I have posted about the historical importance of geometry here and here, and stressed the importance to relativity here and here.

When physicists talk about non-Euclidean geometry in relativity, they usual mean gravitational masses curving space. If not that, they mean some clever formulas that relate hyperbolic space to velocity addition formulas and other aspects of special relativity. I mean something different, and more basic.

For an excellent historical summary, see The Non-Euclidean Style of Minkowskian Relativity, by Scott Walter. See also Wikipedia.

Euclidean geometry means 3-dimensional space (or R^{n}) along with the metric given by the Pythagorean Theorem, and the symmetries given by rotations, translations, and reflections.

Other geometries are defined by some space with some metric-like structure, and some symmetry group.

Special relativity is spacetime with the metric *dx ^{2} + dy^{2} + dz^{2} - c^{2} dt^{2}*, and the Lorentz group of symmetries. It is called the Poincare group, if translations are included.

That's it. That's why the speed of light appears constant, why nothing can go faster, why we see a FitzGerald contraction, why times are dilated, why simultaneity is tricky, and everything else. They are all byproducts of living in a non-euclidean geometry.

I am not even referring to curved space, or hyperbolic space. I mean the minus sign in the metric that makes time so different from space. It gives flat spacetime a non-euclidean geometry.

Historically, H. Lorentz viewed relativity as an electromagnetism theory. He viewed everything as based on electromagnetism, so I am not sure he would have distinguished between a spacetime theory and an electromagnetism theory.

Now we view electromagnetism as just one of the four fundamental forces, but Lorentz was not far off. At the time, it was not known that electromagnetism underlies all of chemistry, so he was right to view it as much more pervasive that was commonly accepted.

Poincare was the first to declare relativity a spacetime theory, and to say it applies to electromagnetism or gravity or anything else. He was also the first to write the spacetime metric, and the Lorentz symmetry group. He did not explicitly say that it was a geometry, but that would have been obvious to mathematicians at the time.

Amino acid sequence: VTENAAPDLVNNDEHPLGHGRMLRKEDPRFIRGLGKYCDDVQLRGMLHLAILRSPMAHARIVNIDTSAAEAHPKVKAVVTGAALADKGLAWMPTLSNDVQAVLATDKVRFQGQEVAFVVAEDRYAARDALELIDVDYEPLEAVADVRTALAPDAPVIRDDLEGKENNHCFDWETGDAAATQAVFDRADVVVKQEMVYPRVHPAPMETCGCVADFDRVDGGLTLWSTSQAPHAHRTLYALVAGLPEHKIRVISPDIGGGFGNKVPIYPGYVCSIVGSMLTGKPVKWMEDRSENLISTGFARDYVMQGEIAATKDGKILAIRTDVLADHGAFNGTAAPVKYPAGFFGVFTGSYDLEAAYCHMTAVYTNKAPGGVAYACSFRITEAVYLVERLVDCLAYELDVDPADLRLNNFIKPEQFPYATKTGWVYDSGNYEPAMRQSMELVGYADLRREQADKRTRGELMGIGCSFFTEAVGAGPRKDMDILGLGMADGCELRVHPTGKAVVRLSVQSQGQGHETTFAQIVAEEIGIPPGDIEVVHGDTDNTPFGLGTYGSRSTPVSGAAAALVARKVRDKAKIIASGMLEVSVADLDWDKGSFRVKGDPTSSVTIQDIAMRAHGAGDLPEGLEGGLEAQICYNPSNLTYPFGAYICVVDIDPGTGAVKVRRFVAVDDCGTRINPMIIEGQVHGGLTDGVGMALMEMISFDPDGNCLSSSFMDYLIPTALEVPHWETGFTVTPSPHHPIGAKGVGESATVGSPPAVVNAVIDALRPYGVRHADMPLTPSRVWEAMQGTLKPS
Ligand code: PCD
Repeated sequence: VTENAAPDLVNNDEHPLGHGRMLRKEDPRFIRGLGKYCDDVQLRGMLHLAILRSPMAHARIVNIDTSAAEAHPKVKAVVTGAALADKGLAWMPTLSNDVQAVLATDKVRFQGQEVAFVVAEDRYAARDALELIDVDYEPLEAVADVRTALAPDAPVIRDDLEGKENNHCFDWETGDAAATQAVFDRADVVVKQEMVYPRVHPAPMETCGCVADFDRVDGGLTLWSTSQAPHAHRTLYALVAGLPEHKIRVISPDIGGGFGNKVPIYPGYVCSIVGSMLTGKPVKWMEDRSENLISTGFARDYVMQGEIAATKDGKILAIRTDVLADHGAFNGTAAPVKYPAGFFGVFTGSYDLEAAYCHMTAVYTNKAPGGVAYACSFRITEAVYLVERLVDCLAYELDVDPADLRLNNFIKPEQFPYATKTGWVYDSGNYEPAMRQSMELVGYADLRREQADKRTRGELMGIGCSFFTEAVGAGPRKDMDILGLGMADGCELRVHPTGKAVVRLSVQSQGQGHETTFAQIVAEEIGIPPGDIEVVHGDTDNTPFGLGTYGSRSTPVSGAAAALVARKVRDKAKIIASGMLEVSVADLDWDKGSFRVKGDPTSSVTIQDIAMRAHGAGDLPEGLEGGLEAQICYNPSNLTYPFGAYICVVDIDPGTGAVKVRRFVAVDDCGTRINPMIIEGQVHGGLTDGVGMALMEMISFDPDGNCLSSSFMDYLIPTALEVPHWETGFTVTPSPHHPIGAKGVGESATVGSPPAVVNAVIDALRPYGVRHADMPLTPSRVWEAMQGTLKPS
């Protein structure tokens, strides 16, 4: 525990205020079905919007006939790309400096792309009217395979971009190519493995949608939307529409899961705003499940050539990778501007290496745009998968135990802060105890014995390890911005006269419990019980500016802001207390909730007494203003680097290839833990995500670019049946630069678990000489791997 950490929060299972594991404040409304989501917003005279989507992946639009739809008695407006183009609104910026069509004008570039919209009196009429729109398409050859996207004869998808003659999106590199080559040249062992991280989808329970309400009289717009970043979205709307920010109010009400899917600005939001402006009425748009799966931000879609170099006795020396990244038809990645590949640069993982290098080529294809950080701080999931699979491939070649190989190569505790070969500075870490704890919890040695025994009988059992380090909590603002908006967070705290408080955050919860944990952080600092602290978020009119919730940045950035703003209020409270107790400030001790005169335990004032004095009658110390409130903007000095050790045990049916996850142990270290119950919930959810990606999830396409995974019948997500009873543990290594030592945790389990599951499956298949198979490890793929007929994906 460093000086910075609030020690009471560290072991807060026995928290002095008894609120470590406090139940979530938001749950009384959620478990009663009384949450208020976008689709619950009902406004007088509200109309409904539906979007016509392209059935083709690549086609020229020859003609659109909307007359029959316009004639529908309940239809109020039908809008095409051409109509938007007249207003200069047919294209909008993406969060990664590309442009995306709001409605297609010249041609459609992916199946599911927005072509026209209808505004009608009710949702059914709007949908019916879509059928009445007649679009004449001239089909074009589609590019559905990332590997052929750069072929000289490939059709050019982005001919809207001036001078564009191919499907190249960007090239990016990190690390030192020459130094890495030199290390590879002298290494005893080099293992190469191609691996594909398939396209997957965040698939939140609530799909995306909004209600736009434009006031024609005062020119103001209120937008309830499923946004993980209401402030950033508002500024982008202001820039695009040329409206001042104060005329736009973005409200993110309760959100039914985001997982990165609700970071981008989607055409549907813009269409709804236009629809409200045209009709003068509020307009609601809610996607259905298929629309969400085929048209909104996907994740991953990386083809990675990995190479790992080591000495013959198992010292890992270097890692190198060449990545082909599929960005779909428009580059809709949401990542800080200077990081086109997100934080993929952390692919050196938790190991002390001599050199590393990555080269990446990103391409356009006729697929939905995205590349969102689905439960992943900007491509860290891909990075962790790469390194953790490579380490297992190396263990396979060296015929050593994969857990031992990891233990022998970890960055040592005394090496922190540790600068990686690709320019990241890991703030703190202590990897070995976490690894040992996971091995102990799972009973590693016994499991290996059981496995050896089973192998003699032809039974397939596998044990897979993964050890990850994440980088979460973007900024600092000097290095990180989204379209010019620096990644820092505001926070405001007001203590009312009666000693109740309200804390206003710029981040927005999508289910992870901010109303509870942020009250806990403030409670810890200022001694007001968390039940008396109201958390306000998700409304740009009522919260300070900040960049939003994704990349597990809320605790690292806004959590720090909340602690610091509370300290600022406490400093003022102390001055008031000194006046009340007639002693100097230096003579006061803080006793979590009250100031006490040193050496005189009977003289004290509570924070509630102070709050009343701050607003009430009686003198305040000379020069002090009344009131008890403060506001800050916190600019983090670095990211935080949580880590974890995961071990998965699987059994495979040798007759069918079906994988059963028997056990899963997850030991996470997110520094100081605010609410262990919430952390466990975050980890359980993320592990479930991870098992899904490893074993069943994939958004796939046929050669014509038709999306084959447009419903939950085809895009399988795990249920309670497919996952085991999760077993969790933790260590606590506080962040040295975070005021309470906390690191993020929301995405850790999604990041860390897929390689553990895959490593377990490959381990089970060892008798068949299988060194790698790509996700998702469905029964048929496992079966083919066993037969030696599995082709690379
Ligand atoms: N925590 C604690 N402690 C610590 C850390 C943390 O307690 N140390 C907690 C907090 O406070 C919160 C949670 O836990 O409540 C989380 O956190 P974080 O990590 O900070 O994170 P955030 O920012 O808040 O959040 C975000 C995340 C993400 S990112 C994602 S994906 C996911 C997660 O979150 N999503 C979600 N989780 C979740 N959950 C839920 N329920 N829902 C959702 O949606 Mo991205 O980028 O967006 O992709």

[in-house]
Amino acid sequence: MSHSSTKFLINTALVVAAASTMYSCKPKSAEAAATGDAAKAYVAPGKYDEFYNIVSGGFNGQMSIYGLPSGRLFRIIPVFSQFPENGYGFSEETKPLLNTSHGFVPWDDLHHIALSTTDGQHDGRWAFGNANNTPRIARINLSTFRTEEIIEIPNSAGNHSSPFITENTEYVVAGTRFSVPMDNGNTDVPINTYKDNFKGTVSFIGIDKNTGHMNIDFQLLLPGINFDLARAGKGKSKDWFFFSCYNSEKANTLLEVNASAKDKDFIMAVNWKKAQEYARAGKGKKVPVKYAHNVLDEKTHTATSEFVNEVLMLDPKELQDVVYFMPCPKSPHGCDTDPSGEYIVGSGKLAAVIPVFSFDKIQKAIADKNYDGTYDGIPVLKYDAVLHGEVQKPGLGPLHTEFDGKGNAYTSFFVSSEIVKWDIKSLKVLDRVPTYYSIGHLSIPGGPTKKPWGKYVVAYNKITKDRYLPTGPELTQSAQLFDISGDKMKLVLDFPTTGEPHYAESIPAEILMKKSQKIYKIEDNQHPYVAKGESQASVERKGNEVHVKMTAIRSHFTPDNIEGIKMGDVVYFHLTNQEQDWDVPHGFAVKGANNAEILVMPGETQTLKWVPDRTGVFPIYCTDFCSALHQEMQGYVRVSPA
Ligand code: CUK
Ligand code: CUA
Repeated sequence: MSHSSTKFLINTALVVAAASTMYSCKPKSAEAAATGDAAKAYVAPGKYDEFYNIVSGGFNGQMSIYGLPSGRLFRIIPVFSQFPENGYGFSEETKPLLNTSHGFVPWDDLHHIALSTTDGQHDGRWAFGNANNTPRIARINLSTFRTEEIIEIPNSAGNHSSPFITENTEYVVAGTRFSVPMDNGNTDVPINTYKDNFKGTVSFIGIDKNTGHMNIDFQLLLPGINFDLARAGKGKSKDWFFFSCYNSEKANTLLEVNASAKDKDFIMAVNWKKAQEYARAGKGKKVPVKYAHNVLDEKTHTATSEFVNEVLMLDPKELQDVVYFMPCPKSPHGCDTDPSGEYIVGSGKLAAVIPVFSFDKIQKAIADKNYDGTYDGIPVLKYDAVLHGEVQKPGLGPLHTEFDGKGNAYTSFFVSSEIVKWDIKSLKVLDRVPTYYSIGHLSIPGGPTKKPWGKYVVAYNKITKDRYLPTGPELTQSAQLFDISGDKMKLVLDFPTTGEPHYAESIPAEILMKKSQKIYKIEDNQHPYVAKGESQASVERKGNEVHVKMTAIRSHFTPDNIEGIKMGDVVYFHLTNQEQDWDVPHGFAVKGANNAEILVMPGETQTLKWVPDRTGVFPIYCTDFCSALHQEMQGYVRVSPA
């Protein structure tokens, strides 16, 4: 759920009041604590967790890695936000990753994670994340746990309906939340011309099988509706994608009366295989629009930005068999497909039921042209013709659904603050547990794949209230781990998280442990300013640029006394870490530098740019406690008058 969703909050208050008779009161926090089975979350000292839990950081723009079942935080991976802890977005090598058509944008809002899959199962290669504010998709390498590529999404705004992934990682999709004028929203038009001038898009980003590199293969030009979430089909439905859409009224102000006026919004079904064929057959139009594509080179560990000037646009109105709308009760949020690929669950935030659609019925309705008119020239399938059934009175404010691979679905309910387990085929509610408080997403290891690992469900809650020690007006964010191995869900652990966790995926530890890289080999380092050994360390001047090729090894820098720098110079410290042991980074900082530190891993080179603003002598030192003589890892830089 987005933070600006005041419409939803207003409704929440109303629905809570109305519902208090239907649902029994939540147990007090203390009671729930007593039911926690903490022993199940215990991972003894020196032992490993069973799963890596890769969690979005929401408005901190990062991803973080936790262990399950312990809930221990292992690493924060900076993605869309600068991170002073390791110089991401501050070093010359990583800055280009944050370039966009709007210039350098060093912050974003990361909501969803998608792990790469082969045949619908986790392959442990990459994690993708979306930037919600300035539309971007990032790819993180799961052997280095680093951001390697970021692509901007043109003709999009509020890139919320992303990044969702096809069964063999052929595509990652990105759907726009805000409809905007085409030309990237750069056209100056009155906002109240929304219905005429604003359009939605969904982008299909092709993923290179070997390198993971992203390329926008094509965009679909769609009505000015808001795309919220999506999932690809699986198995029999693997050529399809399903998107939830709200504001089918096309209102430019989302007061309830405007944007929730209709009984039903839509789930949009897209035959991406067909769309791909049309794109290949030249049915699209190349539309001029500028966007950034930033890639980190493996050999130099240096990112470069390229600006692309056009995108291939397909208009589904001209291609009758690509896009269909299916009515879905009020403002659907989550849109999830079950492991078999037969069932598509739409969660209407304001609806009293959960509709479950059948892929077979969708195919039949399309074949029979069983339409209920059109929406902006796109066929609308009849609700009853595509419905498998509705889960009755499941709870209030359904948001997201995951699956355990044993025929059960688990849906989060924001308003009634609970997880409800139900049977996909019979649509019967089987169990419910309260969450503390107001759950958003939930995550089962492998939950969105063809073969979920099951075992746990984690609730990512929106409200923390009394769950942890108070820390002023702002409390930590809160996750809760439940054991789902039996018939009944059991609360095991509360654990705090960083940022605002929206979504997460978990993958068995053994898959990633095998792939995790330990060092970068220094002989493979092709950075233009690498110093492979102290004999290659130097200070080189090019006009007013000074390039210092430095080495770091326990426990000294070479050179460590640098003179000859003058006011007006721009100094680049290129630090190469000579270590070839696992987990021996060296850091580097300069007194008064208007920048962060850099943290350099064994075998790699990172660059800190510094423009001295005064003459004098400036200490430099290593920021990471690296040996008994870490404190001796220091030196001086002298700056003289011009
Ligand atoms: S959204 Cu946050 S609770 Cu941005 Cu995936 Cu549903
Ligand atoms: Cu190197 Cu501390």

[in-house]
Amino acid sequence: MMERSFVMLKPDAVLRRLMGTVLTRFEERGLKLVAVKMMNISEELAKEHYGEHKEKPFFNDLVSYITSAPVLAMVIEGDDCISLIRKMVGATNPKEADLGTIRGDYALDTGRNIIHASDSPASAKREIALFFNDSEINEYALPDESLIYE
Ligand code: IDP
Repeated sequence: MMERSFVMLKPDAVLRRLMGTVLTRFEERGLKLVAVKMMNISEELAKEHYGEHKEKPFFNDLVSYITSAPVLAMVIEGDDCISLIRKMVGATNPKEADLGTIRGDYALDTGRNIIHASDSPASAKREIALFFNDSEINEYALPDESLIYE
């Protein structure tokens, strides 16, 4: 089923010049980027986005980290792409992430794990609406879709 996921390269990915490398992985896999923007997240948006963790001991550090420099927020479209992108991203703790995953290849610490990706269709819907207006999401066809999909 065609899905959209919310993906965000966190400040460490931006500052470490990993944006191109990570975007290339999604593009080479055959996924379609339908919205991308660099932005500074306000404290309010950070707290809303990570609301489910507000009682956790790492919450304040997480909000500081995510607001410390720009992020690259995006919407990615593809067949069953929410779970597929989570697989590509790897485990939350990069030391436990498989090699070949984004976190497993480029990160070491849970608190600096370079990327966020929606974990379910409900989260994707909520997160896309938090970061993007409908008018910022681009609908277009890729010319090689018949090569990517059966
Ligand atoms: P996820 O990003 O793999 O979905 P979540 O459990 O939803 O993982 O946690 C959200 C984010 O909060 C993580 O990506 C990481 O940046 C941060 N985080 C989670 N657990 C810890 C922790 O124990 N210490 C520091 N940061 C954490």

I credit J.C. Maxwell with being the father of relativity. He was till alive in 1972 when the Erlangen Program for studying non-euclidean geometries was announced. He probably had no idea that it would provide the answer to what had been puzzling him most about electromagnetism.

Minkowski cited Poincare, and much more explicitly treated relativity as a non-euclidean geometry. He soon died, and his ideas caught on and were pursued by others.

Einstein understood in his famous 1905 paper that the inverse of a Lorentz transformation is another Lorentz transformation, and that the transformations can be applied to the kinematics of moving objects. Whether he got any of this from Poincare is hard to say. Einstein rejected the geometry view as the basis for relativity. He did partially adopt Minkowski's metric about 1913, but continued to reject relativity geometrization at least until 1925. Carlos Rovelli continues to reject it.

The geometry is what enables relativity to explain causality. It is what made J.C. Maxwell's electromagnetism the first relativistic theory, and hence the first truly causal theory. Everything is caused by past events in the light cone. The non-euclidean geometry restricts the causality that way.

Science is all about reductionism, ie, reducing observables to simpler components. Applied to space and time, it means locality. Objects only depend on nearby objects, and not distant ones. Events depend on recent events, and not those in the distant past. It is the Euclidean distance that defines what objects are nearby. Clocks define the recent past, but is an event recent if it is a nearby object at a recent time?

Maybe yes, maybe no. That is where we need the non-euclidean geometry. The Minkowski metric is a fancy way of saying that the event was recent if light could have made the trip quickly.

If spacetime had a Euclidean geometry, then two events would be close if they are close in space and close in time. Causality does not work that way.

An event might seem to be spatially close, but if it is outside the light cone, then it cannot be seen, and it can have no causal effect. That is the consequence of the geometry.

Special relativity is usually taught based on the Michelson-Morley experiment on the motion of the Earth, and that is how it was historically discovered. It became widely accepted after Minkowski convinced everyone in 1908 that it was all geometry.

Today general relativity books emphasize the non-euclidean geometry of curved space, but the textbooks do not explain that the non-euclidean geometry of flat spacetime is at the very core of special and general relativity.

What you're referring to already has a name, we call it pseudo-Euclidean geometry. Anatoly Logunov has rightfully credited Poincare for this enormous accomplishment. The geometry implies 4-D quantities and conservation laws.

ReplyDeleteI think that the name pseudo-Euclidean geometry was adopted later, in the case of a flat metric. Yes, pseudo-Euclidean geometry is an example of non-Euclidean geometry.

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